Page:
March 24, 2023
The Colisée (Capacity: 3,675)
Maine Nordiques vs New Jersey Titans
Final Score: 3 – 5
I’ve always been fascinated with this place from afar…why the Quebec references? and what is Lewiston about? This city of 37,000 along the Androscoggin River in Central Maine is the second largest in Maine, despite the small population. Like many others in New England, Lewiston became a mill town thanks to their position on the river and it was a thriving one. Many French Canadians came to the area, hence the references and the Quebecois character seen in spots. Textiles and bedspreads were the popular creation in the famed Bates Mill and the downfall of the industry and eventual closure led to a significant downturn in the city. Signs of turnaround are increasing as buildings are repurposed and downtown sees sporadic growth. The arrival of Somali immigrants over the last few decades created tension initially as the town was already struggling economically from the Mills closing and the concern was a further strain on services needed for many residents. Things have improved somewhat with recent solutions.
There is a history of hockey in the city as a minor league team played here in the 1970s and there was even a Canadian Junior League (QMJHL) team in Lewiston from 2003 – 2011. The Maineiacs were the only American team in the Q to play a full season and they won the league in 2007. The team wasn’t able to survive and non-local ownership failures to move them eventually led to the unusual move of the league disbanding the team and creating an expansion franchise in Sherbrooke a year later. Hockey returned in 2019 in the form of the NAHL, a Tier II Junior league. They have a youth development program in addition to the junior team, the Nordiques. They play out of the The Colisée (French for “Coliseum”), a building that has stood since 1958 and was renovated in 2003. It is a great mix of new and old and an enjoyable barn for hockey fans.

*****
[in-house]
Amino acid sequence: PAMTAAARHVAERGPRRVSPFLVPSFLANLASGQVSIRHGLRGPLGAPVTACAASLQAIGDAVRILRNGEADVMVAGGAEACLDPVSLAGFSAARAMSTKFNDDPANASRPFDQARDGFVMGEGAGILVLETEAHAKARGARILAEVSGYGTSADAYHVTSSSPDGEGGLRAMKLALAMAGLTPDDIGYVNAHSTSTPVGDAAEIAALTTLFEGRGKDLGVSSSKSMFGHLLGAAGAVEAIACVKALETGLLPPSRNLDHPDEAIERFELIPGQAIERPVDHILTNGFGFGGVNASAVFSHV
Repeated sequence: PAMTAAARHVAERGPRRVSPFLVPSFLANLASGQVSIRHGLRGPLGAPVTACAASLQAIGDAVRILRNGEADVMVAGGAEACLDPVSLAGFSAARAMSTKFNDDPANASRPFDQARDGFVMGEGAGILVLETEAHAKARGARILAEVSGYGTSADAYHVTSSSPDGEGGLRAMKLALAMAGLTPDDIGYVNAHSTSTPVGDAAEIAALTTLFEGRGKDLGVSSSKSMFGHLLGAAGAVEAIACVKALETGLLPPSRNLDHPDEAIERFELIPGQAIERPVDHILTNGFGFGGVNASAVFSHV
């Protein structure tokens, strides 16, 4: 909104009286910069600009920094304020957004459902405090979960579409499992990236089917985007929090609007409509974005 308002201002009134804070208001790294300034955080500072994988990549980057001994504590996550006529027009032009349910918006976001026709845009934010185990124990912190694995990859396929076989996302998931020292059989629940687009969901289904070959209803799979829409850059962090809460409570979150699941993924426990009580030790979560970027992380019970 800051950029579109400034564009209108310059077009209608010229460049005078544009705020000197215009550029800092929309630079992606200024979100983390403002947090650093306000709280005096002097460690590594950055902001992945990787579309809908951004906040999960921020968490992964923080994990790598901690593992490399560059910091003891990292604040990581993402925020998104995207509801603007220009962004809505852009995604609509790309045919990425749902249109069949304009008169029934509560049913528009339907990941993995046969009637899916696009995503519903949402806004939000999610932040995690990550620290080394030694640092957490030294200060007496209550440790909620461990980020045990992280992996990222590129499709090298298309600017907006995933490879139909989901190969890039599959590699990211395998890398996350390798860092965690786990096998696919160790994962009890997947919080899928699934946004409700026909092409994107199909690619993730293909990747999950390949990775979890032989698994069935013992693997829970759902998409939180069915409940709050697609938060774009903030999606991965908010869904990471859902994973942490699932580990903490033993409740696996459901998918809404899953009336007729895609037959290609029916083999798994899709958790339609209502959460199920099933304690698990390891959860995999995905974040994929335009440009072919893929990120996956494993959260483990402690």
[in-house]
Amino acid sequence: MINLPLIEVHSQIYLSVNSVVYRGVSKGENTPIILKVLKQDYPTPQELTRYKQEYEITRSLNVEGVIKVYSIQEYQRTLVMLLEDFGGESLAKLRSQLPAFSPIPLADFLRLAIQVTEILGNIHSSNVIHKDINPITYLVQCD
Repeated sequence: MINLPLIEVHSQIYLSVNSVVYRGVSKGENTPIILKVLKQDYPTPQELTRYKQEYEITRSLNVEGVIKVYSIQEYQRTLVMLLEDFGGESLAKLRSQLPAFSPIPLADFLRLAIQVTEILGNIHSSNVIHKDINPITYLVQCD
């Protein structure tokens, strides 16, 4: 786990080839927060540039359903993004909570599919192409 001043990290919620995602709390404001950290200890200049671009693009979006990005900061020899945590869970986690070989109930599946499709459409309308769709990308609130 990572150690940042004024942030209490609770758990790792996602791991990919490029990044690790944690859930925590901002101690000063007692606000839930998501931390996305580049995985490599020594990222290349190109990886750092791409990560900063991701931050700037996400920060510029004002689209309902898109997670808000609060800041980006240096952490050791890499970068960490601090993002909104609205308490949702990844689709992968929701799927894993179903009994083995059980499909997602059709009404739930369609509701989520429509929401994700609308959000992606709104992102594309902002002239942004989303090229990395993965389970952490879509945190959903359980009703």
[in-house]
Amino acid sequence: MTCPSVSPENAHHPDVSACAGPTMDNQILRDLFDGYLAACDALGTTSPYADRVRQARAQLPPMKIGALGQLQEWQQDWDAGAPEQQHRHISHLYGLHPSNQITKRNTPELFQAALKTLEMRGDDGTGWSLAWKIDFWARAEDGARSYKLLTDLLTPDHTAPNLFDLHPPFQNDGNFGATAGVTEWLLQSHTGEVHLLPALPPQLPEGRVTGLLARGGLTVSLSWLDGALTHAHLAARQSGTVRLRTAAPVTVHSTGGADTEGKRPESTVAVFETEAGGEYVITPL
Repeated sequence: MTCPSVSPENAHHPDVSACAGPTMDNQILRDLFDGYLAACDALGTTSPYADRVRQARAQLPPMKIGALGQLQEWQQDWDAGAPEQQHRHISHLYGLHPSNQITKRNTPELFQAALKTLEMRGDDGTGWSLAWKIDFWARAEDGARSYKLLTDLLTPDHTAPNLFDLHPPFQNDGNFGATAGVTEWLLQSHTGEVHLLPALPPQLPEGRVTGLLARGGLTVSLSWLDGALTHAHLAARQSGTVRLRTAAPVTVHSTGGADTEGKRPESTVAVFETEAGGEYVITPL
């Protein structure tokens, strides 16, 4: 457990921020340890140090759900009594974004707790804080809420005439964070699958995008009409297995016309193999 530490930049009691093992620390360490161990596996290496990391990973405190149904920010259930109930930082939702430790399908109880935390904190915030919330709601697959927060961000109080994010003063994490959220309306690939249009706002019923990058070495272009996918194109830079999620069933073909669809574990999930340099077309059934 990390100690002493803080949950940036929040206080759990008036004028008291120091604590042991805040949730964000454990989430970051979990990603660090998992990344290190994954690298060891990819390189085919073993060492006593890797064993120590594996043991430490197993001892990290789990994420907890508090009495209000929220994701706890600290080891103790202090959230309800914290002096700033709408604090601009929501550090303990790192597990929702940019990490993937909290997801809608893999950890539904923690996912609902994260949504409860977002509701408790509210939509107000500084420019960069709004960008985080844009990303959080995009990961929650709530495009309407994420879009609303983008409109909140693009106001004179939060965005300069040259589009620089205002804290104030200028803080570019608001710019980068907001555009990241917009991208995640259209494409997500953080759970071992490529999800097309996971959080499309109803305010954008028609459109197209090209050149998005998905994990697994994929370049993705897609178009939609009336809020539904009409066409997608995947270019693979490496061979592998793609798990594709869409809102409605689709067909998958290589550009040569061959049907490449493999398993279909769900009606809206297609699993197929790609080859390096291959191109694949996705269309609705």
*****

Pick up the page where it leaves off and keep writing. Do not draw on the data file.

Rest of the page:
Prestige Ranking: 2.5 out of 5
I got into town around 1 PM and was able to fill the afternoon touring Lewiston, though most things were only stuff that my dorky self would enjoy. I began at the Maine MILL, a museum in the historic Bates Mill that has small exhibits on the industry in the area. It’s small, but someone at the front desk showed me around with another group and she was a fantastic wealth of knowledge. I then went to the Franco Center in the former Little Canada section of town. It’s in a beautiful old church and although it’s hidden and not well advertised, there are exhibits and artifacts to be shown. I rang the doorbell and someone was able to show me around, another super nice person. Perhaps the most enjoyable thing for the general public is the Riverwalk. On the other side of the Androscoggin River is Auburn and the Twin Cities make up an area collectively known as L/A. The Auburn side features a walk with historical markers and a nice view of Great Falls. These were partially frozen and a little more than a drip, but still made for a great view. The center of the city is Lisbon Street and it’s a tight main road with a lot of potential. There’s a mix of empty storefronts and trendy new places. It was a little bit sketchy though given how quiet it was and a few questionable characters. The Colisée is in a neighborhood a few minutes east of downtown. It’s surrounded by other ballfields and Lewiston High School.
Location Ranking: 5 out of 10
Accessibility / Parking
I-95 goes up and down the East Coast and it also runs by Lewiston. Exit 80 easily brings you into town as it takes 5 minutes to get to Birch Street. Be ready to see a lot of sand, old salt and potholes on the roads (winters are rough). The arena has a parking lot in front of it and it also is loaded with monster potholes. The lot is honestly terrible as there are no lines for cars. Instead, random swiggles resemble blacktop at a kids playground. Cars figured out how to make lines, but I could see some crooked or small corridors developing. At least there is an entrance/exit at both the front and back of the lot, making for an easy departure. The lot is pretty small (holds 700-800 cars) and I was surprised to see it nearly full when I left the building after attending a game that was maybe at 15% capacity. Folks would have to park on the street and then walk as that’s the only other option. Thankfully, that shouldn’t be needed for Nordiques games.